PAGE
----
During the campaign, he largely focused on domestic concerns, such as improving the education system, offering more affordable housing and ending blanket military draft exemptions and government stipends for ultra-Orthodox Jews.
He has said little about the Israeli-Palestinian conflict, calling for a resumption of peace talks that were frozen during Netanyahu's term, but also insisting Israel keep war-won east Jerusalem. Palestinians claim the eastern sector for a future capital, and would be unlikely to agree to an accord without shared sovereignty in the holy city.
Ofer Shelah, a leading member in Lapid's party, said easing the burden on the middle class is a key demand, but that resuming talks with the Palestinians is also important. "We will insist on this with the same determination," Shelah said.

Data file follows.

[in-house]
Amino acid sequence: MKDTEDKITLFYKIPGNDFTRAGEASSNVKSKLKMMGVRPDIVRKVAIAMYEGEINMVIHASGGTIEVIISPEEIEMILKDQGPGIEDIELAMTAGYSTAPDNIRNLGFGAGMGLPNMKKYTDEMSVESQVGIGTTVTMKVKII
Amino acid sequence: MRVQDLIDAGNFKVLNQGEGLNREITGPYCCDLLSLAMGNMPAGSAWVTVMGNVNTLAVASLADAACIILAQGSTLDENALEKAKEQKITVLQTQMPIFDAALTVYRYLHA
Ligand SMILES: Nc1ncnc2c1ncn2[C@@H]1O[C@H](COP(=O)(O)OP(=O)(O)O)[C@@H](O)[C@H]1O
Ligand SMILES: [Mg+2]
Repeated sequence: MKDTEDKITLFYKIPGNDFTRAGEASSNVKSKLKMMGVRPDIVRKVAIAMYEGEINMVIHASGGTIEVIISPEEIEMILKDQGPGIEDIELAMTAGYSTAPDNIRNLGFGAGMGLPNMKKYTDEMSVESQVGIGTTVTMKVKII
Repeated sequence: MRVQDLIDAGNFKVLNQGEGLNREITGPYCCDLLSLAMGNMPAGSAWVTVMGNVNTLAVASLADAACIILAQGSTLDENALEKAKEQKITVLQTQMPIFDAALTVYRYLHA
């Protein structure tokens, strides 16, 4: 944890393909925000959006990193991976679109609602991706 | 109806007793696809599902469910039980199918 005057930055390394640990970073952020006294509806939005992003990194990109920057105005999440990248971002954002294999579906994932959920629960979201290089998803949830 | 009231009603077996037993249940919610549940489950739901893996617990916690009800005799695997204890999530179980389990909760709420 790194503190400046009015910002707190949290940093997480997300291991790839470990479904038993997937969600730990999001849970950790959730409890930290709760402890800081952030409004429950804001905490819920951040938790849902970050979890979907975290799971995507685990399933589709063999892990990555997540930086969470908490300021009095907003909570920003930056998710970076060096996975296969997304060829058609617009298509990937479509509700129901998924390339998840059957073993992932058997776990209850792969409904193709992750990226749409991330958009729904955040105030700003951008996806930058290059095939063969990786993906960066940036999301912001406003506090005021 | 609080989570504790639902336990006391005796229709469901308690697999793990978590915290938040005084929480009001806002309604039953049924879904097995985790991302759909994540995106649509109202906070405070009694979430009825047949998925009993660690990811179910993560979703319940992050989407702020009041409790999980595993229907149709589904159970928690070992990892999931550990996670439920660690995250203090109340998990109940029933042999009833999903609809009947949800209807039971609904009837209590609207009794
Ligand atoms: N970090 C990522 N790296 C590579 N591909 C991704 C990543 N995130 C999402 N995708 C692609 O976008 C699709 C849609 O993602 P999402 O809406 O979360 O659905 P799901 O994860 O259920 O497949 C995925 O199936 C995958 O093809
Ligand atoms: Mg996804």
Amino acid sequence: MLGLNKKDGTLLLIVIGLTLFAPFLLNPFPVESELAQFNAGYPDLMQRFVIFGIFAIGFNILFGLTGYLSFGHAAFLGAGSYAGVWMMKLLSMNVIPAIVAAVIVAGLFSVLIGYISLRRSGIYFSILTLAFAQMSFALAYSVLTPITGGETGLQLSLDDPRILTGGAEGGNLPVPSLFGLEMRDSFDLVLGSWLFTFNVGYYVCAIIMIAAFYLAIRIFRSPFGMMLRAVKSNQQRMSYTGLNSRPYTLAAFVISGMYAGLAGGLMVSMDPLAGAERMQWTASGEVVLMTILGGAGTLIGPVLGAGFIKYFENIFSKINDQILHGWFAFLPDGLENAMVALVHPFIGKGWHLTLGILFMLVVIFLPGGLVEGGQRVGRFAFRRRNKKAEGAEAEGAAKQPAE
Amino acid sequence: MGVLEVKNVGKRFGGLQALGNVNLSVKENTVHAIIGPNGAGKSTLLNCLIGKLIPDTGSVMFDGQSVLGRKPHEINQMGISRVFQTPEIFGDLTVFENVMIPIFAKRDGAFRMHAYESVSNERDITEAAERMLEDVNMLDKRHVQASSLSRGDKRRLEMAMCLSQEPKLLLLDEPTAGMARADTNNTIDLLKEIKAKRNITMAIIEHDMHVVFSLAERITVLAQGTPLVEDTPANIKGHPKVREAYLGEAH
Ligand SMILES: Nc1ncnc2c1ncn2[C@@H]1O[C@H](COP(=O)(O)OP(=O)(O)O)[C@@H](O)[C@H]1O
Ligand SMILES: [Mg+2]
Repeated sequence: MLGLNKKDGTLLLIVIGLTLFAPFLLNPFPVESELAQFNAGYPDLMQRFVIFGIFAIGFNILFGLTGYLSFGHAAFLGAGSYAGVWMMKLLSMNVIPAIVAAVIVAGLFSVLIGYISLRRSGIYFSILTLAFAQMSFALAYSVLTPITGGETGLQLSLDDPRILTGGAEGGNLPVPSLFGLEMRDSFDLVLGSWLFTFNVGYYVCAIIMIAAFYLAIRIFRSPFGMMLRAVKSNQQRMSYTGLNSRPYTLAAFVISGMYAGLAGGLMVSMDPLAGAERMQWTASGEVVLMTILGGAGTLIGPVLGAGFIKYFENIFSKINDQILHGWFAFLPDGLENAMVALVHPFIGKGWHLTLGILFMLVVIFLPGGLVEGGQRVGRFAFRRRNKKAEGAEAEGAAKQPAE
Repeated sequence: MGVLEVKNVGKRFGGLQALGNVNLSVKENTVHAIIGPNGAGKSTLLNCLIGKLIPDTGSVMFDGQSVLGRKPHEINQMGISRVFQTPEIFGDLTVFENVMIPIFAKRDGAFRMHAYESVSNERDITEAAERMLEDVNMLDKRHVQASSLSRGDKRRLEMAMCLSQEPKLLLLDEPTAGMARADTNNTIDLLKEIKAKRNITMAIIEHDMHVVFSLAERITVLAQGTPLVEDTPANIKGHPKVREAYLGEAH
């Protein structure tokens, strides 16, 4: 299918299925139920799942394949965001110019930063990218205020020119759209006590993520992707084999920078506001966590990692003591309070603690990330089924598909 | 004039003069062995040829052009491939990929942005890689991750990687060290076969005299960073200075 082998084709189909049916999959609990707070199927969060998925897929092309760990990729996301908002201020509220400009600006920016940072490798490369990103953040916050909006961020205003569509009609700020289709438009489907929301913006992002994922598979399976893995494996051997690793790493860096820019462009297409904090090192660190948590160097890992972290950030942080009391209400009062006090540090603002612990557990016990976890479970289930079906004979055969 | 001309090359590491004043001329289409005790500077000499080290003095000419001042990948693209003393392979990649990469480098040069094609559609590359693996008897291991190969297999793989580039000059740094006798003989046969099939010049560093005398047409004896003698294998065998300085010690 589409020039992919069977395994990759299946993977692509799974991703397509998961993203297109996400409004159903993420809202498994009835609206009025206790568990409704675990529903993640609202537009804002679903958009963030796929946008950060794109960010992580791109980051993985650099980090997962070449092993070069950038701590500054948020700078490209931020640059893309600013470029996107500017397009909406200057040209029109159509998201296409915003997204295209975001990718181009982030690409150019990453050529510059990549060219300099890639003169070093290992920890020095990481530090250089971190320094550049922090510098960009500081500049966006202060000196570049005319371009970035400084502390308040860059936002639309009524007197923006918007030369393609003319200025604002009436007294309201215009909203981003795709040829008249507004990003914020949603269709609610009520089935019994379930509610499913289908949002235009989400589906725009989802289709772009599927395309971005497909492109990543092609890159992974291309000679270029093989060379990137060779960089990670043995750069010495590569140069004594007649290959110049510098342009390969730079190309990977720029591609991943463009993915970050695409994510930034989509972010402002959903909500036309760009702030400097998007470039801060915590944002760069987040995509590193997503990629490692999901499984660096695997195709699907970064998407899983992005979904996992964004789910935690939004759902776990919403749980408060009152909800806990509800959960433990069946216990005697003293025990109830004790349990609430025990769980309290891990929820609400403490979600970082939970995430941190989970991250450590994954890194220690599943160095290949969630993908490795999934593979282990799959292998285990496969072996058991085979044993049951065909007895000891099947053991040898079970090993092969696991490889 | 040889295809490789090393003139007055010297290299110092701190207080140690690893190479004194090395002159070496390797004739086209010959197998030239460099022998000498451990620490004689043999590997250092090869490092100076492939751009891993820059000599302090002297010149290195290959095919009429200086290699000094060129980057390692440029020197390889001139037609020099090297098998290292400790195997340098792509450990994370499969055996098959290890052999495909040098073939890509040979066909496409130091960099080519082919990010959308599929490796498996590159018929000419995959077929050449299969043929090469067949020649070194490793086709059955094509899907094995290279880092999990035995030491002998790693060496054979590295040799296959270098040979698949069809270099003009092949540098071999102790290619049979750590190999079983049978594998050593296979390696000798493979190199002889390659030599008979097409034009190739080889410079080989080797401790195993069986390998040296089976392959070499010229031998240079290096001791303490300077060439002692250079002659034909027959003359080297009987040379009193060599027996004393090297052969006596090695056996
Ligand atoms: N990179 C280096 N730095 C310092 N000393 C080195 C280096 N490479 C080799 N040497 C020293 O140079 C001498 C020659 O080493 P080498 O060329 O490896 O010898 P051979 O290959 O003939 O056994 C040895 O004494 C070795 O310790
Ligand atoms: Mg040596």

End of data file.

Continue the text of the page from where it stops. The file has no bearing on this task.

Such demands could place Netanyahu in a difficult bind. The Israeli leader's Likud, traditionally hawkish, became even more hard-line and pro-settlement after party primaries earlier this year and would likely balk at a government it deems too centrist.
Palestinian President Mahmoud Abbas has said he would only return to talks on the terms of a Palestinian state if Netanyahu freezes construction in Jewish settlements in the West Bank and east Jerusalem, territories Israel captured in 1967, along with the Gaza Strip.
Some 560,000 Israelis already live in areas they Palestinians want for their state, and Netanyahu has refused to halt construction. Instead, construction began on nearly 6,900 settlement apartments during his term, and thousands more housing units are in various stages of construction.
Lapid noted Wednesday that "we are facing a world that is liable to ostracize us because of the deadlock in the peace process," but it was not clear if he would insist on a construction freeze as a condition for joining the coalition.